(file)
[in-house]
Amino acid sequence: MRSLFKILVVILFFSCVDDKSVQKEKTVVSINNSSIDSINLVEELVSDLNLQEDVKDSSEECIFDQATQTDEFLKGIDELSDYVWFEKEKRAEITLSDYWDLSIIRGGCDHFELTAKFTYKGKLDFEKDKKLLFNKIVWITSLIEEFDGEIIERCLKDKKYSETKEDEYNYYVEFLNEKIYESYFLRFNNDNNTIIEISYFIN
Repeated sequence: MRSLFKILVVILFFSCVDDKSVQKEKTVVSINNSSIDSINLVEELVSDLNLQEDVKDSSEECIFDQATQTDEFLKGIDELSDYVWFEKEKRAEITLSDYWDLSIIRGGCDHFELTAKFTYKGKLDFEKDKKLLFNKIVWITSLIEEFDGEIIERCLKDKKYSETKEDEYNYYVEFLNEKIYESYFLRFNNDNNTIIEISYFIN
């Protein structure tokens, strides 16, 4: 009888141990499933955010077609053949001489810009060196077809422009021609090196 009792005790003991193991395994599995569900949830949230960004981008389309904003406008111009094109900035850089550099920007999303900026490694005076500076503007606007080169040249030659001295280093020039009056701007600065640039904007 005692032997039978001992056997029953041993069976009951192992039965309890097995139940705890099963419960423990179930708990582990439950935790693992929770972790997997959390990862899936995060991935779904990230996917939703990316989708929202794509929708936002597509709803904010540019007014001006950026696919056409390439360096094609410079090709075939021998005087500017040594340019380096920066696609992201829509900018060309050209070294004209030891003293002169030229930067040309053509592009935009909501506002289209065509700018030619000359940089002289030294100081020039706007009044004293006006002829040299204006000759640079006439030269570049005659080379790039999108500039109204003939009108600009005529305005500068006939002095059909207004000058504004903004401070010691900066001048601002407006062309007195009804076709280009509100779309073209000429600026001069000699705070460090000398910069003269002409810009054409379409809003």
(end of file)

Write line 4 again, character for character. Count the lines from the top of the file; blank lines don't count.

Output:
């Protein structure tokens, strides 16, 4: 009888141990499933955010077609053949001489810009060196077809422009021609090196 009792005790003991193991395994599995569900949830949230960004981008389309904003406008111009094109900035850089550099920007999303900026490694005076500076503007606007080169040249030659001295280093020039009056701007600065640039904007 005692032997039978001992056997029953041993069976009951192992039965309890097995139940705890099963419960423990179930708990582990439950935790693992929770972790997997959390990862899936995060991935779904990230996917939703990316989708929202794509929708936002597509709803904010540019007014001006950026696919056409390439360096094609410079090709075939021998005087500017040594340019380096920066696609992201829509900018060309050209070294004209030891003293002169030229930067040309053509592009935009909501506002289209065509700018030619000359940089002289030294100081020039706007009044004293006006002829040299204006000759640079006439030269570049005659080379790039999108500039109204003939009108600009005529305005500068006939002095059909207004000058504004903004401070010691900066001048601002407006062309007195009804076709280009509100779309073209000429600026001069000699705070460090000398910069003269002409810009054409379409809003």